northern lights

How do the Northern Lights work?

Author: Richard Newsman

Alas, unless you live in the far northern extremities of the United Kingdom, your chances of witnessing the Northern Lights at some point during your lifetime will be very low indeed. This phenomenon has been known in some parts of Scotland on the odd rare occasion, but for the most part, you will need to book a Lapland holiday in order to stand a far better chance of catching this spectacular light display laid on for us by Mother Nature.

The Aurora Borealis – to give them their proper title – happens when the solar wind reaches us here on Earth. These are electrical particles that have travelled from the Sun colliding with the different elements (gases) in our planet’s atmosphere. The most common collision will be with oxygen and this produces a yellowy-green light display.

northern lights

A surprisingly vast range of colours have been known during the Northern Lights displays and these include shades of pink, red, blue and even purple. However, as we have already seen above, green auroras do seem to be the most prevalent.

If you are ever lucky enough to experience the Northern Lights, the feeling that will engulf you as the lights dance across the night sky is described as being extremely moving and overwhelming. If you are in a party, everyone will be deadly quiet as they crane their necks to marvel at the display. You may even wonder what our ancestors thought of these amazing displays thousands of years ago: it is almost certain they would have attributed them to being some kind of message from a god or deity they worshipped at that time.

In fact it was believed by the ancient Finns that the aurora was caused by the magical Fire Fox of the heavens sweeping his tail across the skies and leaving a trail of ethereal lights behind. Whilst in Sammi tradition the lights must be respected by good behaviour and solemnity – those who did not behave on nights when the lights shone were considered to be cursed by bad luck for the rest of the year. Meanwhile Eskimo folk believed that the Northern Lights were the spirits of children dancing in the heavens.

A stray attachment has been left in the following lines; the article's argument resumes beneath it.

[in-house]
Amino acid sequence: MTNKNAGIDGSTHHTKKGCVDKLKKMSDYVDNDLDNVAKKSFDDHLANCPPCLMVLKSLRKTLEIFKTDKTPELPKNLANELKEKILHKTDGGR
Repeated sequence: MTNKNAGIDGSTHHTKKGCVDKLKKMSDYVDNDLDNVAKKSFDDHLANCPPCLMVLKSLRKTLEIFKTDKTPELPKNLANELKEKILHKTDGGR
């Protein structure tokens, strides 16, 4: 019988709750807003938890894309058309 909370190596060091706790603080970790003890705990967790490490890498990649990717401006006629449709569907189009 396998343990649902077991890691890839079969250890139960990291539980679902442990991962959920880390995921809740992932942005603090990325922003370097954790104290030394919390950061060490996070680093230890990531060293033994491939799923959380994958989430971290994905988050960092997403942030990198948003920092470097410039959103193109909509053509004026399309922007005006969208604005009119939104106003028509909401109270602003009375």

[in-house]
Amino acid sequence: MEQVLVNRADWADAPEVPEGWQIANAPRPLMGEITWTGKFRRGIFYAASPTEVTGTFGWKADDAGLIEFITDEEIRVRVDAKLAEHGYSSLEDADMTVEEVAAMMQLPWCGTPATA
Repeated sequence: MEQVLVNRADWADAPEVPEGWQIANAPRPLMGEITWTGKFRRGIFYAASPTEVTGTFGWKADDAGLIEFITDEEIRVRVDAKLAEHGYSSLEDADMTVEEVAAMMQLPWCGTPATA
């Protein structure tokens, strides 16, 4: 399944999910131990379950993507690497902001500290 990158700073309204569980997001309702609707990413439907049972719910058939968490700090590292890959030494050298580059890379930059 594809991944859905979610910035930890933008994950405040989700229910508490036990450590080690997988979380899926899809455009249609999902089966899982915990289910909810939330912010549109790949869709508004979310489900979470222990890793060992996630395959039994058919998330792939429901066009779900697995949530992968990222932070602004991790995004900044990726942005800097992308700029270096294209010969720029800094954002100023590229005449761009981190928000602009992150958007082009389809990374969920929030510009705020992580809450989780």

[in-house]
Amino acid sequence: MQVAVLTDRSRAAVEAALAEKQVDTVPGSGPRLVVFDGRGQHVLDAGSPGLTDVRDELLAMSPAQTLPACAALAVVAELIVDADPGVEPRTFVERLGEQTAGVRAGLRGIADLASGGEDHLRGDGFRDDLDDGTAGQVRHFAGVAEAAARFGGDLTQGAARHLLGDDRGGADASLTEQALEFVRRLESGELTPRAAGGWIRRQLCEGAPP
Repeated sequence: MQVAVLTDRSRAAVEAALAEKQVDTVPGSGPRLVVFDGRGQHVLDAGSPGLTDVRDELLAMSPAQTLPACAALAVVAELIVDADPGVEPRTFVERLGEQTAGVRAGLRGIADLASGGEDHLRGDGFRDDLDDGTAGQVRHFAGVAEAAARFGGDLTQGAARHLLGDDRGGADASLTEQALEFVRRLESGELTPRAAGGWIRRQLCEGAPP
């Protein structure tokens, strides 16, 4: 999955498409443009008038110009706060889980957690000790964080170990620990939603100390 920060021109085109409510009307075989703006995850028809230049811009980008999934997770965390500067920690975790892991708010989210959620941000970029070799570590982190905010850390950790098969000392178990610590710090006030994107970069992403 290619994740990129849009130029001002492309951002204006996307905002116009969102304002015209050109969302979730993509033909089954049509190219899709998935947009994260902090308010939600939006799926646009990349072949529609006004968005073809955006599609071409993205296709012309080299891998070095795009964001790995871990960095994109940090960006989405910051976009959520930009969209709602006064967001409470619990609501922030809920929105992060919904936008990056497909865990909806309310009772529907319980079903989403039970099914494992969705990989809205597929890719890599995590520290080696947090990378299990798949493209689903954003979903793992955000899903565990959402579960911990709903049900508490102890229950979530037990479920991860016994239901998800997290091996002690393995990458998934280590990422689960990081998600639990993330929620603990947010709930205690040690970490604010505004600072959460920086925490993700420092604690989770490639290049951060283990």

People who have witnessed the phenomenon of the Northern Lights maintain that this is one of the most spectacular experiences they have ever been privileged to witness during their lives. They are usually a massive perk of Lapland holidays and can be enjoyed by the whole family. If you are ever able to book a trip to Lapland around Christmas, this really can make the whole experience seem even more magical.

Whilst we all talk about the Northern Lights up here in the Northern Hemisphere, it is interesting to note that this same effect can actually be witnessed around the South Pole. These are the Southern Lights and are known as the Aurora Australis. As you would have to travel to a part of the globe that is even more remote and colder to witness this phenomenon, you might just want to remain closer to home and within our own hemisphere.

Richard Newsman is a copywriter with a passion for travel and foriegn adventure. He writes on behalf of several travel and adventure websites and has been travelling the world since 2003 when he first decided to venture out of London and England to see the bigger wider world.